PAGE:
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Section 30 – Recessed Luminaires

Posted By Leslie Stoch, Friday, January 01, 2010
Updated: Wednesday, January 23, 2013

Misapplication of recessed lighting can result in fires and have other serious consequences. For this reason, the National Building Code of Canada and applicable Provincial and Territorial building codes specify that recessed lighting "fixtures” must not be located in insulated ceilings unless the fixtures are designed for such installation.

The Canadian Electrical Code offers a number of choices for selection of recessed "luminaires” for installation in insulated ceilings. Rule 30-002 Special Terminology defines four distinct types of luminaires, and Rules 30-900 to 30-908 make available the conditions for their use.

This article reviews these permissible options and how they are intended to be utilized. You have no doubt noted that the NBC and the CEC use different terms to describe such lighting equipment. The NBC refers to them as fixtures while the CEC uses the term luminaires. In this article, I will refer to them as luminaries.

Recessed luminaires may be marked IC or Non-IC. Reference to IC means approval for installation in an insulated ceiling. CEC Rule 30-002 defines recessed luminaries as "luminaires designed to be either wholly or partially recessed in a mounting surface” and explains their construction requirements for contact with buildings insulation or otherwise as follows:

Recessed luminaire, Type IC (intended for insulation contact)– "a recessed luminaire designed for installation in a cavity filled with thermal insulation and permitted to be in direct contact with combustible materials and insulation.” This type of luminaire has a thermal protective device that opens when the lighting equipment’s surface temperature rises to a pre-determined level. Rule 30-900 explains that a "cavity” may be within either a ceiling or wall. A thermal device opens the circuit and shuts down the luminaire until it has cooled down. Turning off lighting can be inconvenient.

Recessed luminaire, Type IC, inherently protected (intended for insulation contact)– "a recessed luminaire that does not require a thermal protective device and cannot exceed the maximum allowable temperatures under all operating conditions.” Although this luminaire does not have a thermal protective device, it is designed and constructed so that the maximum allowable surface temperature will not be exceeded even when blanketed with thermal insulation. There is no need to turn off this luminaire, since its inherent design will prevent it from reaching an unsafe temperature.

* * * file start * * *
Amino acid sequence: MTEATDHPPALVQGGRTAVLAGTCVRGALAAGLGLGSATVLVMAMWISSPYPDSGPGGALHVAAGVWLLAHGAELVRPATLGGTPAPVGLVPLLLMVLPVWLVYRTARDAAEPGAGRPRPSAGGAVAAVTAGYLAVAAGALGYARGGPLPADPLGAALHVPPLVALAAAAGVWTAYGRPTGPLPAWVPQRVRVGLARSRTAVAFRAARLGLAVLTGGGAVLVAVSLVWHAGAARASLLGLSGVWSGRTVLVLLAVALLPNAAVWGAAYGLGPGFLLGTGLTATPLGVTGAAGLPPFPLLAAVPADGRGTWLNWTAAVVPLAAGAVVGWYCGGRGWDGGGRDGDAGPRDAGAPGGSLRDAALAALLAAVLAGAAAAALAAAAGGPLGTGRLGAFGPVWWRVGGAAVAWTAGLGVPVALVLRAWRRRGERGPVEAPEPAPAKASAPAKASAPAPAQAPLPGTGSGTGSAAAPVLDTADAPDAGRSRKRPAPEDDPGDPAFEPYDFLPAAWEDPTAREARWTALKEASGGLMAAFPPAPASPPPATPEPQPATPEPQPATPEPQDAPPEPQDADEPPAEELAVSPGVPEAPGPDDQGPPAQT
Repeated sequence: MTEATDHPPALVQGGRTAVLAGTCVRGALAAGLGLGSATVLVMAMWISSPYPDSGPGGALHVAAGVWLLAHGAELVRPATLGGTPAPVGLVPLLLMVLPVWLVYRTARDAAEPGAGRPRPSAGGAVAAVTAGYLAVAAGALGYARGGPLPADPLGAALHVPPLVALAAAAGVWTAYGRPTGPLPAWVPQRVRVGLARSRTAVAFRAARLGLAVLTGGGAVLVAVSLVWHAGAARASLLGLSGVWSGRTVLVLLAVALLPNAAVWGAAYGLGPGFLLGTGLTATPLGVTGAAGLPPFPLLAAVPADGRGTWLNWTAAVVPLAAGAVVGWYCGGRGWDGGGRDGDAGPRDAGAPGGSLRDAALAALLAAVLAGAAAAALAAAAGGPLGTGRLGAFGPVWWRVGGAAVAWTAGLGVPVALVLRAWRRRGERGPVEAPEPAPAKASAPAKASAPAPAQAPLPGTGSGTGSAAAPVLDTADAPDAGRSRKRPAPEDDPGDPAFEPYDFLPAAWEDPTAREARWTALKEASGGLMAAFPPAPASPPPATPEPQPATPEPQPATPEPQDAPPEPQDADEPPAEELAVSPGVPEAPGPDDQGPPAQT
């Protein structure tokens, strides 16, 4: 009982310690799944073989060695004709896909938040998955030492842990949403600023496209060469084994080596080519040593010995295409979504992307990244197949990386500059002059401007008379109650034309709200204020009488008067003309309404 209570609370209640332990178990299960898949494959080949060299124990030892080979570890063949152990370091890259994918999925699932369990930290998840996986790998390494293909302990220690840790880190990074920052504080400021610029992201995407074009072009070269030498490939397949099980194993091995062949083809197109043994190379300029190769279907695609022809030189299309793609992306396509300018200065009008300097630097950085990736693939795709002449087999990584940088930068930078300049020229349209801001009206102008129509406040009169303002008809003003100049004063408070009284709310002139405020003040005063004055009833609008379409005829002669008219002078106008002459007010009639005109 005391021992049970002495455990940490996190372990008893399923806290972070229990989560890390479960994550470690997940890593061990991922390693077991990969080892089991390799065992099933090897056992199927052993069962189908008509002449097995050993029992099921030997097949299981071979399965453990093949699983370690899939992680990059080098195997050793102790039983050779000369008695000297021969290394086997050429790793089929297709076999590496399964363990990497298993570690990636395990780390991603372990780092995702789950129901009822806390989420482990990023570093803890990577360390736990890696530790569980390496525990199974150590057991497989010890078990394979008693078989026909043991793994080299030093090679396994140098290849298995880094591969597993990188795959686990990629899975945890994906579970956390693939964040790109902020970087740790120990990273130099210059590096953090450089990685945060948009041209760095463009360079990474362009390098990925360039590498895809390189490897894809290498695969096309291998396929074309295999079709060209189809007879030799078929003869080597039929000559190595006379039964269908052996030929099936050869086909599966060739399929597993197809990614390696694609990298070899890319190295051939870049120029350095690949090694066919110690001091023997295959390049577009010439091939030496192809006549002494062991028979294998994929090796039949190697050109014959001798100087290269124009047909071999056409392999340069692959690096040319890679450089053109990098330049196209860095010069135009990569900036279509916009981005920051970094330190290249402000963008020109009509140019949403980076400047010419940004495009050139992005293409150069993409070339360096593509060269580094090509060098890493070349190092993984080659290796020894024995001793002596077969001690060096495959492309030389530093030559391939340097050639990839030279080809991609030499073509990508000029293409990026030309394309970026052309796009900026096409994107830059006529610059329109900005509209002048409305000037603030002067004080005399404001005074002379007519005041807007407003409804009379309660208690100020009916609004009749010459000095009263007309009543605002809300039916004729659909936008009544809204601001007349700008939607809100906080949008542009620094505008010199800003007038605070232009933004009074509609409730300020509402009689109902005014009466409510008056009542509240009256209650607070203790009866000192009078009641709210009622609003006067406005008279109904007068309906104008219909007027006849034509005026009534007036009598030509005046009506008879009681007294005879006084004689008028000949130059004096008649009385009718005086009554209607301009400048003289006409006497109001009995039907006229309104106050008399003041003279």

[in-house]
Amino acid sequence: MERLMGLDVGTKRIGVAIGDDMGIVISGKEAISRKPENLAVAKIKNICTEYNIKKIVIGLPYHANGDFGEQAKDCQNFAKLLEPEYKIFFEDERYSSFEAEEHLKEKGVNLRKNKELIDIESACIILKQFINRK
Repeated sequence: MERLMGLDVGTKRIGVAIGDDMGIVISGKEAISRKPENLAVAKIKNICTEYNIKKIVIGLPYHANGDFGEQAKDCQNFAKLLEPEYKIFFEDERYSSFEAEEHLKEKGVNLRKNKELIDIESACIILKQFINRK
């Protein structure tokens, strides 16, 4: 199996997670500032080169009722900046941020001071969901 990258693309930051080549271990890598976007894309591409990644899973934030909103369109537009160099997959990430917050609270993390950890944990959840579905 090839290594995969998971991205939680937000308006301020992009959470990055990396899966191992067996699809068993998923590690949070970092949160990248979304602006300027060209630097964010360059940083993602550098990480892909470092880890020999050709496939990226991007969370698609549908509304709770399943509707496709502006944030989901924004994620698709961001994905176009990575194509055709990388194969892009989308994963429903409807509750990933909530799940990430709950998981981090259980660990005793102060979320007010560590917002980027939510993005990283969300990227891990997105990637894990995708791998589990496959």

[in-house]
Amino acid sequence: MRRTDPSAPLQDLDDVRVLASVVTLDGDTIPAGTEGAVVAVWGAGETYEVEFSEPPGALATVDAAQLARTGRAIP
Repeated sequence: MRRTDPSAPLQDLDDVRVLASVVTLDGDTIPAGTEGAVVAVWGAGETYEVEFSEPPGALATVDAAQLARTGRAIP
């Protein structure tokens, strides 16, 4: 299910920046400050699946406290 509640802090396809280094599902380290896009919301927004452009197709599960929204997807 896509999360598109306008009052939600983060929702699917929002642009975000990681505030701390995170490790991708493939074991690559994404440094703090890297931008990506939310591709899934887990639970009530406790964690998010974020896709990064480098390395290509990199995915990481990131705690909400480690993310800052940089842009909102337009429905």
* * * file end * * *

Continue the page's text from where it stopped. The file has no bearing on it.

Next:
Recessed luminaire, Type Non-IC (not intended for insulation contact)– "a recessed luminaire designed for installation in a cavity with minimum dimensions and spacings to thermal insulation and combustible material.” The minimum required spacings are listed in Rule 30-902.

Recessed luminaire Type Non-IC, marked spacings (not intended for insulation contact)– "a recessed luminaire designed for installation in a cavity where the clearances to combustible building materials and thermal insulation are specified by the manufacturer.” Rule 30-904 defines this requirement.

Obviously, Non-IC type luminaires are not designed for blanketing with insulation. All recessed luminaires must be marked to identify their intended applications. Rules 30-902 to 30-908 specify the required markings to ensure that such lighting equipment is correctly identified, installed and put safely into use.

Rule 30-902 Spacings for Non-IC type luminaires.
This type of Non-IC recessed luminaire must be marked Type Non-IC and its installation must provide at least 13 mm spacing from combustible materials other than at the point of support, and thermal insulation must not be closer than 76 mm from the luminaire. In this case, minimum spacings are provided by the CEC.

Rule 30-904 Spacings for Non-IC – marked spacings type luminaires.
This type of luminaire must be marked Type Non-IC, marked spacings and must maintain spacings from thermal insulation and combustible materials except at the point of support in accordance with the manufacturer’s instructions marked on the luminaire. In this case, minimum spacings are provided and the equipment is marked by the manufacturer.

Rule 30-906 Luminaires designed for thermal contact.
Type IC luminaires are permitted to be in contact with combustible material or blanketed with thermal insulation, since their design will prevent temperatures sufficiently high so as to ignite combustible materials materials.

Rule 30-908 Luminaires designed for non-combustible surfaces contact only.
These luminaires must be marked as suitable only for installation on a non-combustible surface and in contact with non-combustible materials. Misapplication of such luminaires can result in a fire.

As with previous articles, you should always consult the electrical inspection authority in each province or territory for a more precise interpretation of any of the above.


Read more by Leslie Stoch

Tags:  Canadian Code  January-February 2010 

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